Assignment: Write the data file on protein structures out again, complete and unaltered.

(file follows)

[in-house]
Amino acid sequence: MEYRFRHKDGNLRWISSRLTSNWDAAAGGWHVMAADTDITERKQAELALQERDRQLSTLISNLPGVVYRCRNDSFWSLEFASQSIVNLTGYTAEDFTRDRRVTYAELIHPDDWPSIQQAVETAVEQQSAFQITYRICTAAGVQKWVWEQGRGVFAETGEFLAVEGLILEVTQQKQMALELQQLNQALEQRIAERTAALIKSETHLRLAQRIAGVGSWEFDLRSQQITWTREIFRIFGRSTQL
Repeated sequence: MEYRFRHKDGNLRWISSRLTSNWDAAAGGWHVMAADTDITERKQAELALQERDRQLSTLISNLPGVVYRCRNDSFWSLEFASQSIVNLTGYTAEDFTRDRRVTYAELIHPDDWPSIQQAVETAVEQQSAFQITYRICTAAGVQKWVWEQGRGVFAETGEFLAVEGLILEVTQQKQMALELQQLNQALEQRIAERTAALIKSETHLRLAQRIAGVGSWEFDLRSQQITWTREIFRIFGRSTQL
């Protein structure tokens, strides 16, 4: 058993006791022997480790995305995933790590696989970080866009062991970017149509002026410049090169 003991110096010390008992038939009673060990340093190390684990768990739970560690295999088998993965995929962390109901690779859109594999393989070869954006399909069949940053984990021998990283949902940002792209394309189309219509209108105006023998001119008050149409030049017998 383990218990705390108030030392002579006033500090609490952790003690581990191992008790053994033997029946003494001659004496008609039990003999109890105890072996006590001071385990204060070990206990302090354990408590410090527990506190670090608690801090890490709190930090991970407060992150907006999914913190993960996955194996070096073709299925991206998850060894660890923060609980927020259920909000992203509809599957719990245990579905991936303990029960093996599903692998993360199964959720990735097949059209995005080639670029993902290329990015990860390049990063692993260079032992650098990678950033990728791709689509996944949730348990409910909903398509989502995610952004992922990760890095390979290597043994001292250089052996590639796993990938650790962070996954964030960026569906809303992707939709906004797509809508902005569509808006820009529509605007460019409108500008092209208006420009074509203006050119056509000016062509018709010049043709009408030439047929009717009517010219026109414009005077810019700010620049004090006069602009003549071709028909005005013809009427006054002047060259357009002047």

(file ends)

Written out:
[in-house]
Amino acid sequence: MEYRFRHKDGNLRWISSRLTSNWDAAAGGWHVMAADTDITERKQAELALQERDRQLSTLISNLPGVVYRCRNDSFWSLEFASQSIVNLTGYTAEDFTRDRRVTYAELIHPDDWPSIQQAVETAVEQQSAFQITYRICTAAGVQKWVWEQGRGVFAETGEFLAVEGLILEVTQQKQMALELQQLNQALEQRIAERTAALIKSETHLRLAQRIAGVGSWEFDLRSQQITWTREIFRIFGRSTQL
Repeated sequence: MEYRFRHKDGNLRWISSRLTSNWDAAAGGWHVMAADTDITERKQAELALQERDRQLSTLISNLPGVVYRCRNDSFWSLEFASQSIVNLTGYTAEDFTRDRRVTYAELIHPDDWPSIQQAVETAVEQQSAFQITYRICTAAGVQKWVWEQGRGVFAETGEFLAVEGLILEVTQQKQMALELQQLNQALEQRIAERTAALIKSETHLRLAQRIAGVGSWEFDLRSQQITWTREIFRIFGRSTQL
């Protein structure tokens, strides 16, 4: 058993006791022997480790995305995933790590696989970080866009062991970017149509002026410049090169 003991110096010390008992038939009673060990340093190390684990768990739970560690295999088998993965995929962390109901690779859109594999393989070869954006399909069949940053984990021998990283949902940002792209394309189309219509209108105006023998001119008050149409030049017998 383990218990705390108030030392002579006033500090609490952790003690581990191992008790053994033997029946003494001659004496008609039990003999109890105890072996006590001071385990204060070990206990302090354990408590410090527990506190670090608690801090890490709190930090991970407060992150907006999914913190993960996955194996070096073709299925991206998850060894660890923060609980927020259920909000992203509809599957719990245990579905991936303990029960093996599903692998993360199964959720990735097949059209995005080639670029993902290329990015990860390049990063692993260079032992650098990678950033990728791709689509996944949730348990409910909903398509989502995610952004992922990760890095390979290597043994001292250089052996590639796993990938650790962070996954964030960026569906809303992707939709906004797509809508902005569509808006820009529509605007460019409108500008092209208006420009074509203006050119056509000016062509018709010049043709009408030439047929009717009517010219026109414009005077810019700010620049004090006069602009003549071709028909005005013809009427006054002047060259357009002047």